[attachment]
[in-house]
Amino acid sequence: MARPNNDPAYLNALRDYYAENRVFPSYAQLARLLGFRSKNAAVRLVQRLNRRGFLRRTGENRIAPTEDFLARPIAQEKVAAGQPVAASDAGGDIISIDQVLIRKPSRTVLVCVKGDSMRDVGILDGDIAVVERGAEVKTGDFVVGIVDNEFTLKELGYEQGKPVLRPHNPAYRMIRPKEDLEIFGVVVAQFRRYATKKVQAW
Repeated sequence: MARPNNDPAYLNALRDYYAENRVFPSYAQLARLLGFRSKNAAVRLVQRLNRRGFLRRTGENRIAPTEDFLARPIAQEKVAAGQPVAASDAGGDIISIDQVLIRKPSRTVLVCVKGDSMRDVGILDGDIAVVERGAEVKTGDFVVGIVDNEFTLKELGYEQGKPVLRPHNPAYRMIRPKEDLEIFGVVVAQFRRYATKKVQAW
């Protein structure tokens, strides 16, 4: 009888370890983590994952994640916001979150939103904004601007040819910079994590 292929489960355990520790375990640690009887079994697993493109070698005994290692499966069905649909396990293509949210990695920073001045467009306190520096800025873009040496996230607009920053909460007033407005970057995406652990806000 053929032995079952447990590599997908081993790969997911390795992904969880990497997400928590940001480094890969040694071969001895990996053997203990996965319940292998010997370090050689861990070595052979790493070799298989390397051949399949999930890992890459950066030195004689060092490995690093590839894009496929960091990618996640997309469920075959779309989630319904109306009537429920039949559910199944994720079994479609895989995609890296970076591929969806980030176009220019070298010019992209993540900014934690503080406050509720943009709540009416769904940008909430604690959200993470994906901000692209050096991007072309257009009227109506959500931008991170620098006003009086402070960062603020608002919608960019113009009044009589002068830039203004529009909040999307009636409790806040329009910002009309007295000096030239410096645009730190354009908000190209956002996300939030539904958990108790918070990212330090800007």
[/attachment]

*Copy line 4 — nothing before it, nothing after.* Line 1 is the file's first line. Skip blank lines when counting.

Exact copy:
């Protein structure tokens, strides 16, 4: 009888370890983590994952994640916001979150939103904004601007040819910079994590 292929489960355990520790375990640690009887079994697993493109070698005994290692499966069905649909396990293509949210990695920073001045467009306190520096800025873009040496996230607009920053909460007033407005970057995406652990806000 053929032995079952447990590599997908081993790969997911390795992904969880990497997400928590940001480094890969040694071969001895990996053997203990996965319940292998010997370090050689861990070595052979790493070799298989390397051949399949999930890992890459950066030195004689060092490995690093590839894009496929960091990618996640997309469920075959779309989630319904109306009537429920039949559910199944994720079994479609895989995609890296970076591929969806980030176009220019070298010019992209993540900014934690503080406050509720943009709540009416769904940008909430604690959200993470994906901000692209050096991007072309257009009227109506959500931008991170620098006003009086402070960062603020608002919608960019113009009044009589002068830039203004529009909040999307009636409790806040329009910002009309007295000096030239410096645009730190354009908000190209956002996300939030539904958990108790918070990212330090800007």